Monday, March 10, 2008

The next ten year UN drug strategy could be the last under absolute prohibition

Transform's CND press release is copied below

UK drug charity: 'The next ten year UN drug strategy could be the last under absolute prohibition'

News release
No Embargo
Date: 10 March 2008

Transform Drug Policy Foundation, the UK's leading source of expertise on drug policy and law reform, in attendance at this week's UN Commission on Narcotic Drugs (CND) in Vienna, has highlighted the tensions and conflict within the UN drug enforcement structures. Growing international momentum for more flexibility in drug control policy means that the new 10-year UN drug strategy could be the last to strictly advocate the rigid failed prohibitionist doctrines of the last century.

Steve Rolles, speaking from the CND in Vienna, said:

“We are witnessing a crumbling in the consensus behind a dogmatic prohibitionist approach to drug control. The dramatic failures of global drug prohibition over the last ten years, during which time the problems associated with drug misuse and illicit production have worsened dramatically, demonstrate that the current punitive enforcement led approach to drug control cannot continue for another ten years. The costs of the policy are enormous, and there are no tangible benefits, just further costs in terms of increased drug harms and a violent destabilising illicit trade worth over £300 billion a year. The 'drug free world' called for in 1997 has proved elusive, not to say, absurd.

The UN drug conventions that enshrine prohibition into domestic law across the world were drafted in a different era - some of the 1961 convention was drafted in the 1940s - when the problems we faced were entirely different. The strictures they place on country level policy making, ruling out entire swathes of policy options, are no longer appropriate or relevant in the modern world facing entirely new challenges and threats. Many countries are already pushing at the letter and spirit of the treaties in their pragmatic attempts to address the problems they face. The outdated UN treaties, and the dogmatic approach of the UN agencies that oversee them are increasingly becoming an obstacle rather than an aid in this process. The ongoing failure of the UN drug control agencies to adhere to policy norms such as human rights observance, evidence based evaluation and impact analysis undermines the wider work of the UN.

Whilst parts of the UN drug conventions are valuable, there is a clear need for the UN treaties to be reformed to allow more flexibility for individual states to adopt policies that they deem appropriate to meet the challenges they face. This must involve a removal of the absolute prohibitions on individual states exploring options for legally regulated markets for the non-medical use of some psychoactive drugs. In 2002 the UK Home Affairs Select Committee called for a debate at the UN on alternatives to prohibition. It is an enormous disappointment to many taking part that this debate will not take place at the Vienna meeting.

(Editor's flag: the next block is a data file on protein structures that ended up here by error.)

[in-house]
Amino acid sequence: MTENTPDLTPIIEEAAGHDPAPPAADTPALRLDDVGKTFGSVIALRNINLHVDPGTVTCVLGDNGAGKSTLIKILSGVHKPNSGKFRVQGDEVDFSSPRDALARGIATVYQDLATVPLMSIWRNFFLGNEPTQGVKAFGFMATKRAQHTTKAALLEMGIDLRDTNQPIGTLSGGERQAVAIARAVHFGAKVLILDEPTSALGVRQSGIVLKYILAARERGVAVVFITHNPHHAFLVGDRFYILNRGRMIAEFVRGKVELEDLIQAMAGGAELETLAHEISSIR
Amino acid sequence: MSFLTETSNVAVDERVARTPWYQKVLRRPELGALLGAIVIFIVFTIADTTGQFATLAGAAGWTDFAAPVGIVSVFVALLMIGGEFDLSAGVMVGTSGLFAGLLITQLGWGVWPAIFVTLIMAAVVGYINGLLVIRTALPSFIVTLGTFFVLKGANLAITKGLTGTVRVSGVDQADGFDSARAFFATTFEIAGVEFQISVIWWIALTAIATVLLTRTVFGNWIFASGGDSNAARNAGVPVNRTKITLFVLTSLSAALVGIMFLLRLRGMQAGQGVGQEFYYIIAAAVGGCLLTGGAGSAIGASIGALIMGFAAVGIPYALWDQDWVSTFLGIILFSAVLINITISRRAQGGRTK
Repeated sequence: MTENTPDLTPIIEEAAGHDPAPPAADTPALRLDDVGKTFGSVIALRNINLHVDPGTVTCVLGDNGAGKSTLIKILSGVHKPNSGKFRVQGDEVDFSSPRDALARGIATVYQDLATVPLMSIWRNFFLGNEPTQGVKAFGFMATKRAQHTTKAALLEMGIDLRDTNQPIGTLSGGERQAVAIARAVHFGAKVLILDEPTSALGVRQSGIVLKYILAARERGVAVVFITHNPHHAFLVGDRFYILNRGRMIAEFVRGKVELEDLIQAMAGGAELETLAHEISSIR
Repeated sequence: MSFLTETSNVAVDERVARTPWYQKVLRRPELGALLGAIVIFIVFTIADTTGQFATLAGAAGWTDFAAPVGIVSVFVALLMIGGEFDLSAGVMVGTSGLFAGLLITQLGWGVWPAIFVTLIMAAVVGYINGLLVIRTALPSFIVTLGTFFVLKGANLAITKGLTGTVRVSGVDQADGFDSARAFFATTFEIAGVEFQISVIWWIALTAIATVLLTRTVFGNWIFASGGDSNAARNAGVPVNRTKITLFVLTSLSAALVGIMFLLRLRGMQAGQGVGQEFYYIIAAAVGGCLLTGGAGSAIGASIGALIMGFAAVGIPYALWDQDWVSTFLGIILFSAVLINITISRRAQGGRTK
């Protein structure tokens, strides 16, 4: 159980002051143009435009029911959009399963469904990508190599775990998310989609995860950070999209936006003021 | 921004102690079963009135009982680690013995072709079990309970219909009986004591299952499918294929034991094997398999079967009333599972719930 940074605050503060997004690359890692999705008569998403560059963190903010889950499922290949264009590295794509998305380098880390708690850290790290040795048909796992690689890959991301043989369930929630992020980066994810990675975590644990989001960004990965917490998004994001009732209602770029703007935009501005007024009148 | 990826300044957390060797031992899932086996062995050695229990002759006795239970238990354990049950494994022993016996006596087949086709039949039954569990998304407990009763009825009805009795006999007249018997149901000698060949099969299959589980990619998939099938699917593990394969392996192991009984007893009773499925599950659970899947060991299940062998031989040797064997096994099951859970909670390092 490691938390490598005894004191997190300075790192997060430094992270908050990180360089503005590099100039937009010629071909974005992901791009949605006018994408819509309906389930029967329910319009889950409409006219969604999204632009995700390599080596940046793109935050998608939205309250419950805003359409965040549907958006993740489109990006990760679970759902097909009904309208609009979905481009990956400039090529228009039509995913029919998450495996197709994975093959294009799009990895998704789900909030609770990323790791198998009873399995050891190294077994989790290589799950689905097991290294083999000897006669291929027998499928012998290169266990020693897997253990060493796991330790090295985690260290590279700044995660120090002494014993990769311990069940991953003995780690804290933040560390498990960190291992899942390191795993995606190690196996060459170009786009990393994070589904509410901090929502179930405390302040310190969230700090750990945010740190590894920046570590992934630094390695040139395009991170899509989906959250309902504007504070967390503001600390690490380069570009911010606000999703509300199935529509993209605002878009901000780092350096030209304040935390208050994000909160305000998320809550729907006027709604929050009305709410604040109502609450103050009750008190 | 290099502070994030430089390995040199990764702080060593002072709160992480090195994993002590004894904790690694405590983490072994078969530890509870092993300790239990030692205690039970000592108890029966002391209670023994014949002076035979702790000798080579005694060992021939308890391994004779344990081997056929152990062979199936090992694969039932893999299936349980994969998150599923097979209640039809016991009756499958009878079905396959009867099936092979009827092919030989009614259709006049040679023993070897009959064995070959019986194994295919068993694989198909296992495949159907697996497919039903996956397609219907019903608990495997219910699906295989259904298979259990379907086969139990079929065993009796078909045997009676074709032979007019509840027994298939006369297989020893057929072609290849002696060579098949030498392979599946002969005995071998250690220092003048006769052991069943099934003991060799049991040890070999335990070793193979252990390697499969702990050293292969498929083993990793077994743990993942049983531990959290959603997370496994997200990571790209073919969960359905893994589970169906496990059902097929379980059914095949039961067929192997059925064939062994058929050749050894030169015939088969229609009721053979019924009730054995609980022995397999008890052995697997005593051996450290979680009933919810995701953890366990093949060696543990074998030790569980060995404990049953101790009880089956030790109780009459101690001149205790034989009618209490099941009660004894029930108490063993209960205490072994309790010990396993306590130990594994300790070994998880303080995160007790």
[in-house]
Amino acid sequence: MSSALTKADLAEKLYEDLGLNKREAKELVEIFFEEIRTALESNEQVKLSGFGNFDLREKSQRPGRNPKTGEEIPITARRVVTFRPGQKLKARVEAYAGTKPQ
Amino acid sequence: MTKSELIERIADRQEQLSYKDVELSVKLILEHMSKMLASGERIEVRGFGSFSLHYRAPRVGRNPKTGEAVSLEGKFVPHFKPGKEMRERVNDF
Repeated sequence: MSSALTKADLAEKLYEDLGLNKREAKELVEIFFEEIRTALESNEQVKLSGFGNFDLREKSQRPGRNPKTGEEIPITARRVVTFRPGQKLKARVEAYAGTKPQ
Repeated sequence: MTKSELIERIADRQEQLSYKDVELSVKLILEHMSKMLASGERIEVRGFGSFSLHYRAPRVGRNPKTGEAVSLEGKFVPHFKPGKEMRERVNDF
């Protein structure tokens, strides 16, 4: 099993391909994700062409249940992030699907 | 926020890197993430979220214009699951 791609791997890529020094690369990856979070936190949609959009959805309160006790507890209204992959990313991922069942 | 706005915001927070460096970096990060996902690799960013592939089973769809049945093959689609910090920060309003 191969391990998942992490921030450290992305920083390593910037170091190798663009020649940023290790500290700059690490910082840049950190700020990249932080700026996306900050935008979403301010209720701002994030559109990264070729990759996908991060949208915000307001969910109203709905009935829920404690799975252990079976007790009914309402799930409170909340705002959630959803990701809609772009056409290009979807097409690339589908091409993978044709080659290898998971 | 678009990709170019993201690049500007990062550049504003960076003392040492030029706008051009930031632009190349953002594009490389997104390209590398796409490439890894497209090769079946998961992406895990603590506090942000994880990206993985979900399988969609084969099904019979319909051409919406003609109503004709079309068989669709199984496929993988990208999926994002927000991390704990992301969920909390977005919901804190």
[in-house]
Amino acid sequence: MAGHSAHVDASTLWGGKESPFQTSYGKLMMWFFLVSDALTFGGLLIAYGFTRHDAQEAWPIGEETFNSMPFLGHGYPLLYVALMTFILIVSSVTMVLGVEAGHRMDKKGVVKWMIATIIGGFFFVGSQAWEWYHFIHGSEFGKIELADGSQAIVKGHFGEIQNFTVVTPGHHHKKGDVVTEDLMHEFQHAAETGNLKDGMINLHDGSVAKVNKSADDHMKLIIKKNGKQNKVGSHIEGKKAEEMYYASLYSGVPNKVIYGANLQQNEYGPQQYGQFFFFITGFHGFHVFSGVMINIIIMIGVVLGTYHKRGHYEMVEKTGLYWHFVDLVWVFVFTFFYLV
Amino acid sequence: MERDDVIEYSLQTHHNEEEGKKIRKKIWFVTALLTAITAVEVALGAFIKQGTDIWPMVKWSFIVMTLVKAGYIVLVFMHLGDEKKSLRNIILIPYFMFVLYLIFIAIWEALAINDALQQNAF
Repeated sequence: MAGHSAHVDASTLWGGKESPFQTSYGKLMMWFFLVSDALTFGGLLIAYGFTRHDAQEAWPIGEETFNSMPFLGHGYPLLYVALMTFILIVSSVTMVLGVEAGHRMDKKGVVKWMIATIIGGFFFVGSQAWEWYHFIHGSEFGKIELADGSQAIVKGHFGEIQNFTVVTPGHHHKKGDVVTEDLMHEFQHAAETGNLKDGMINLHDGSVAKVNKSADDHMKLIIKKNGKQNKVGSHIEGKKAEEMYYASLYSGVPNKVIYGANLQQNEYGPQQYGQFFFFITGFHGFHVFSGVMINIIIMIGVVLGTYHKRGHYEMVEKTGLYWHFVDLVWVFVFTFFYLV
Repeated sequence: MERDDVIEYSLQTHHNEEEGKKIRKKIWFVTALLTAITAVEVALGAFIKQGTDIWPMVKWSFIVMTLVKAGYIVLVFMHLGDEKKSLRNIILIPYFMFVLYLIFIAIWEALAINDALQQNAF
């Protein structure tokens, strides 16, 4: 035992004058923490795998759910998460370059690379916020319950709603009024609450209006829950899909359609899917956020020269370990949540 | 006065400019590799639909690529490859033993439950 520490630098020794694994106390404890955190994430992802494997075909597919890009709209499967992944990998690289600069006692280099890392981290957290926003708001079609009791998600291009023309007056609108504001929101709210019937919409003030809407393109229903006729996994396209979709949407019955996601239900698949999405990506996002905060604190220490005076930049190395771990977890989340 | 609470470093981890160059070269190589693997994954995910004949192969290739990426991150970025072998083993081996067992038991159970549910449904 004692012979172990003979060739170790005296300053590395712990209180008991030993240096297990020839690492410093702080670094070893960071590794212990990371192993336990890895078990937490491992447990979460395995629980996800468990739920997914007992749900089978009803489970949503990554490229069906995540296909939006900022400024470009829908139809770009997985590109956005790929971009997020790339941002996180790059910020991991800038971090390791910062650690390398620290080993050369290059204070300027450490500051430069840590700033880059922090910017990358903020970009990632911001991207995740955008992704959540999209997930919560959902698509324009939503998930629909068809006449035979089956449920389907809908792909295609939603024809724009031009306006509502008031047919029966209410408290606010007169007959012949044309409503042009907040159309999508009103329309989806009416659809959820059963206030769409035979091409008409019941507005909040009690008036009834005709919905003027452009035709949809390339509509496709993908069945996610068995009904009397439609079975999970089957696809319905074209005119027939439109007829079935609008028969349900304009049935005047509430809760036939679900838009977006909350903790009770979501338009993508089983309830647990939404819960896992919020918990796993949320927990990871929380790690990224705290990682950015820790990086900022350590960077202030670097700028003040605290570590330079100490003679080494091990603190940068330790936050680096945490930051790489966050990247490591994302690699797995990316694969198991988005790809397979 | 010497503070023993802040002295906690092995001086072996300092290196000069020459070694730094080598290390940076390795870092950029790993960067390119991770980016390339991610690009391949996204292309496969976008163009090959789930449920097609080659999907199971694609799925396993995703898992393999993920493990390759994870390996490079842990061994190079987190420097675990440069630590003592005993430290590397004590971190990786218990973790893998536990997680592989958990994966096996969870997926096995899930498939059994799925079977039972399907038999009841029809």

The prospect of a £3 trillion turnover for international organised crime over the next decade and the devastating impacts of these illicit profits in destabilising nation states and fuelling conflict and corruption across the world from Afghanistan to West Africa and Colombia adds an extra urgency to the need for a meaningful debate around treaty reform. A broad coalition of reform minded countries will be calling for such changes over the coming years and the new ten year strategy currently being rubber stamped in Vienna is likely to be the last to demand such rigid adherence to absolute prohibition.”
Additional note

Mr. Costa, director of the UN Office on Drugs and Crime (UNODC) admitted yesterday that:
" drug control has an image problem: too much drug-related crime; too many people in prisons, and too few in health services; too few resources for prevention treatment, and rehabilitation; too much eradication of drug crop, and not enough eradication of poverty .”
Steve Rolles suggested that:
“This is not an image problem, this highlights the UNODC's problem of dealing with reality.”


Steve Rolles, Information Officer for Transform (Mobile contact: 07980 213 943) will be attending the UN Commission for Narcotic Drugs in Vienna (returning to the UK evening of the 13.03.08).

or Danny Kushlick, Transform Director 07970 174747

Notes to editors
  • Transform Drug Policy Foundation has UN ECOSOC special consultative status, and is attending the CND as an accredited NGO.

In 2002 the UK Home Affairs Select Committee Report ( THE GOVERNMENT'S DRUGS POLICY: IS IT WORKING? ) made the following recommendation:
‘We recommend that the Government initiates a discussion within the Commission on Narcotic Drugs of alternative ways—including the possibility of legalisation and regulation—to tackle the global drugs dilemma.' (paragraph 267)
David Cameron MP was a member of the Committee and supported this recommendation.

Independent reports and news updates on the CND will be posted daily on the:

Transform Drug Policy Foundation Blog

TNI drugs and democracy blog

The International Harm Reduction Association HR2 blog

For extensive background, reports and documentation on the current UN drug strategy review see:

The TNI United Nations drug control review website

International Drug Policy Consortium

1 comment:

Anonymous said...

Thankyou, Transform, for what you are doing.